I am actively interviewing and I am officially on the market! I also have a lot of fun small creative projects in the works that I am going to be releasing in small doses as the year ends. If you would like to work with a creative person who loves video games, loves accessible design, who has spoken internationally and been published in some thoughtful books… please check out my Linked-In or reach out to me directly on Twitter.


What Is: Microsoft Cognitive Services

Lately I’ve taken an interest in Microsoft’s Cognitive Services suite, and given some talks about Cognitive Services around the country. Since it makes sense to take some notes on this process, I’m going to write a couple of blog entries going through some of the services available and some sample code for people who want to try it out. Before I start doing that, I’ll just write a brief intro about what Cognitive Services are and why they’re pretty cool.

Cognitive Services used to be called Microsoft Project Oxford. Since its debut it’s expanded to include more features. This is a suite of intelligent APIs that work cross-platform to provide intelligent data such as facial recognition in images, voice recognition of speakers, and video stabilization. There’s a variety of APIs to explore here. You can access the APIs from any kind of app that you want to interface with them, though I have been coding in C# the most lately so that’s what I’ll use in examples.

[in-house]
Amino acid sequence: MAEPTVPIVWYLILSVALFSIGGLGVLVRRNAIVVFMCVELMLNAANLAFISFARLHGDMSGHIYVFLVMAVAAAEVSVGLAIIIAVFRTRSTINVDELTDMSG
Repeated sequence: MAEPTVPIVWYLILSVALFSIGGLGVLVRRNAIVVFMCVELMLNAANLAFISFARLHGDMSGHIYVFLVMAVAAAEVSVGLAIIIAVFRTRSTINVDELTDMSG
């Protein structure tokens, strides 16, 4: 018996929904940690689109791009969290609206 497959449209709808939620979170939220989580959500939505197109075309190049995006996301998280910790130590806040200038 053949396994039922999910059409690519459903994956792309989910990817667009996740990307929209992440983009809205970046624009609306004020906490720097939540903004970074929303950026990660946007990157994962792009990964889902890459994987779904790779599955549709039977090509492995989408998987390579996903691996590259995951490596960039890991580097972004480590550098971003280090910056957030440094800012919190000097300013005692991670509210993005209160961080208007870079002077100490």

You might already be familiar with Cognitive Services already if you tried out the How-Old.Net website back in May of last year. (I recall this going viral, then a big scare about if Microsoft was saving your images and violating privacy, but… the site doesn’t save your images, so don’t worry if you want to play around with it.) There’s also another favorite, the Fetch app, which is at It can recognize breeds of dog, or tell you what dog it thinks you are…


It thinks I’m a poodle.

You should check out all the APIs that are available and just play around. I particularly have fun with the Image Analysis. It’s pretty smart, though it’s not always a hundred percent right which is why it gives off a confidence rating whenever it analyzes a picture. What impresses me as well is it recognizes a pretty amazing variety of celebrities, including people from television and Broadway. Also, I will stealthily point out to you that it judges pictures on their Adult Content and Raciness Rating, which has lots of practical and impractical applications.

As an Interactive Fiction fan, I’m also really excited about the possibilities in the natural language understanding API. With my background, I think of it as a potential for a much better text parser for a conversational IF. I’m going to be approaching a new project from that angle.

If you want to do more than just play and use these in an app, you’ll need a Microsoft account to log in and get API keys. (It’s the “My Account” button in the top corner.) I’ll post step by step later, but if you can’t wait, you may also see me at Philly Code Camp this Saturday discussing them! Maybe see you this weekend!

Fixing A Frowny Face on the Raspberry Pi

This post is to document a weird error for posterity. But first, some background:

We’ve been working for a while on a device that uses the Raspberry Pi 2 running Windows 10. It’s neat! If you want more information about how to install Windows 10 on a Raspberry Pi 2 or 3, go here:

Windows IoT